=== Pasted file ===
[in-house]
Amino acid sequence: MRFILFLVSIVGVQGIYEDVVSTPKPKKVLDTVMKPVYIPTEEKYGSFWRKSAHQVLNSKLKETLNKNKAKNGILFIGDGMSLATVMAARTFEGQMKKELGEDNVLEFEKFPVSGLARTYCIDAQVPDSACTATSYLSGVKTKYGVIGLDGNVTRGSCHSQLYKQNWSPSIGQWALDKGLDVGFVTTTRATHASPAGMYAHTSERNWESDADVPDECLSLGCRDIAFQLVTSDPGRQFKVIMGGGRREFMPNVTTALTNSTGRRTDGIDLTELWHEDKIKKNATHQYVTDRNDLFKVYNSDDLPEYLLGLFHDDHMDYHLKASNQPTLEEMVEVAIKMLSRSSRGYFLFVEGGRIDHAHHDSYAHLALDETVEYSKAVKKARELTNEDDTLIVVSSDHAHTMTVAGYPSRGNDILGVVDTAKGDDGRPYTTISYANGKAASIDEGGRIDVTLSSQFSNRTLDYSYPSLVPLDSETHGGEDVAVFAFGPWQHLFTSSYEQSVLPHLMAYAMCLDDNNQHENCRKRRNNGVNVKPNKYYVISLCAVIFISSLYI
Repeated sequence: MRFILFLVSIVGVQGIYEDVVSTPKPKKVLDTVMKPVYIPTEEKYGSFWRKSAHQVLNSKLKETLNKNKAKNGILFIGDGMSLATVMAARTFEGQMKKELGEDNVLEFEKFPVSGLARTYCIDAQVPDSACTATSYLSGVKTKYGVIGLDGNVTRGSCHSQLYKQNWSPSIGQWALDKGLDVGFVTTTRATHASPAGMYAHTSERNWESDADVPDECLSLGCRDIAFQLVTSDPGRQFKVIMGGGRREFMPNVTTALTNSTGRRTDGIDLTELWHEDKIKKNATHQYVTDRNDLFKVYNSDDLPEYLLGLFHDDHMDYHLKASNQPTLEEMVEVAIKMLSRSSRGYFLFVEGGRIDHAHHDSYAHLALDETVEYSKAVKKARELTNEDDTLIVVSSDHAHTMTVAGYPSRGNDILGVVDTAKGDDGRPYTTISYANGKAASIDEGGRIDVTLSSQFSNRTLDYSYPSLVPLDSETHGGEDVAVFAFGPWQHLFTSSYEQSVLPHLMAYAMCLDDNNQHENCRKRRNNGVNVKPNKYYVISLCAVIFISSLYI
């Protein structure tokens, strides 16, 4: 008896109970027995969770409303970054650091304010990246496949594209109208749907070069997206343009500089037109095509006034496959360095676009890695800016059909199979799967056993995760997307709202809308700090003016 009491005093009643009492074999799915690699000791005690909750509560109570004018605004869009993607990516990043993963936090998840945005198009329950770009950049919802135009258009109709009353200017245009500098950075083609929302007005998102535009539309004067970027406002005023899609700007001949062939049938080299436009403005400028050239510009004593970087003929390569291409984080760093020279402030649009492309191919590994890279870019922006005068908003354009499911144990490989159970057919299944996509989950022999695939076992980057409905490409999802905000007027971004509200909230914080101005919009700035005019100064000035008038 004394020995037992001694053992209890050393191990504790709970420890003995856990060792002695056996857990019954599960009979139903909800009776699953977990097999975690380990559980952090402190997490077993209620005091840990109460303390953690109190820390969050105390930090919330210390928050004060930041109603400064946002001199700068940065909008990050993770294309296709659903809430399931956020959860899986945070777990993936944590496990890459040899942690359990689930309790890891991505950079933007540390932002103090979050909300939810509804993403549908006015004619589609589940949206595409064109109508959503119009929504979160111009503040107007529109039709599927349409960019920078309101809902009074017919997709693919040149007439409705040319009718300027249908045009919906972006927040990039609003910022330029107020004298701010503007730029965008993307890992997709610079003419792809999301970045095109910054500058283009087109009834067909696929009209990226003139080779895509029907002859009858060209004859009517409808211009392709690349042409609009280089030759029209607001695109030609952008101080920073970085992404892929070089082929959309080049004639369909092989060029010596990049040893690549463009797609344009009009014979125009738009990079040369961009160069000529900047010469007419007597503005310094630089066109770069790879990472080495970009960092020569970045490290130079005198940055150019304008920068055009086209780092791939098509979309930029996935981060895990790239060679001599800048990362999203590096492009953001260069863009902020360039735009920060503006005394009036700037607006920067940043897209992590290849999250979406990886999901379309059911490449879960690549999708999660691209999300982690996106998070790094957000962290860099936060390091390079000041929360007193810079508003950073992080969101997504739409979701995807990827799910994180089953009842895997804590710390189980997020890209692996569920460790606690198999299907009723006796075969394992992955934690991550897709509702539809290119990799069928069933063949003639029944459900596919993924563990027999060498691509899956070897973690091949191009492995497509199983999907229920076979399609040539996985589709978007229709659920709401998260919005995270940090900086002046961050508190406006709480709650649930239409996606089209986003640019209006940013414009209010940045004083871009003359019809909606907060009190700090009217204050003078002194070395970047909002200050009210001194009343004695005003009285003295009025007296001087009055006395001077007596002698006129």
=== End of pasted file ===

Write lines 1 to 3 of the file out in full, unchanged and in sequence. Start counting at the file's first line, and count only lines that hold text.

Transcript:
[in-house]
Amino acid sequence: MRFILFLVSIVGVQGIYEDVVSTPKPKKVLDTVMKPVYIPTEEKYGSFWRKSAHQVLNSKLKETLNKNKAKNGILFIGDGMSLATVMAARTFEGQMKKELGEDNVLEFEKFPVSGLARTYCIDAQVPDSACTATSYLSGVKTKYGVIGLDGNVTRGSCHSQLYKQNWSPSIGQWALDKGLDVGFVTTTRATHASPAGMYAHTSERNWESDADVPDECLSLGCRDIAFQLVTSDPGRQFKVIMGGGRREFMPNVTTALTNSTGRRTDGIDLTELWHEDKIKKNATHQYVTDRNDLFKVYNSDDLPEYLLGLFHDDHMDYHLKASNQPTLEEMVEVAIKMLSRSSRGYFLFVEGGRIDHAHHDSYAHLALDETVEYSKAVKKARELTNEDDTLIVVSSDHAHTMTVAGYPSRGNDILGVVDTAKGDDGRPYTTISYANGKAASIDEGGRIDVTLSSQFSNRTLDYSYPSLVPLDSETHGGEDVAVFAFGPWQHLFTSSYEQSVLPHLMAYAMCLDDNNQHENCRKRRNNGVNVKPNKYYVISLCAVIFISSLYI
Repeated sequence: MRFILFLVSIVGVQGIYEDVVSTPKPKKVLDTVMKPVYIPTEEKYGSFWRKSAHQVLNSKLKETLNKNKAKNGILFIGDGMSLATVMAARTFEGQMKKELGEDNVLEFEKFPVSGLARTYCIDAQVPDSACTATSYLSGVKTKYGVIGLDGNVTRGSCHSQLYKQNWSPSIGQWALDKGLDVGFVTTTRATHASPAGMYAHTSERNWESDADVPDECLSLGCRDIAFQLVTSDPGRQFKVIMGGGRREFMPNVTTALTNSTGRRTDGIDLTELWHEDKIKKNATHQYVTDRNDLFKVYNSDDLPEYLLGLFHDDHMDYHLKASNQPTLEEMVEVAIKMLSRSSRGYFLFVEGGRIDHAHHDSYAHLALDETVEYSKAVKKARELTNEDDTLIVVSSDHAHTMTVAGYPSRGNDILGVVDTAKGDDGRPYTTISYANGKAASIDEGGRIDVTLSSQFSNRTLDYSYPSLVPLDSETHGGEDVAVFAFGPWQHLFTSSYEQSVLPHLMAYAMCLDDNNQHENCRKRRNNGVNVKPNKYYVISLCAVIFISSLYI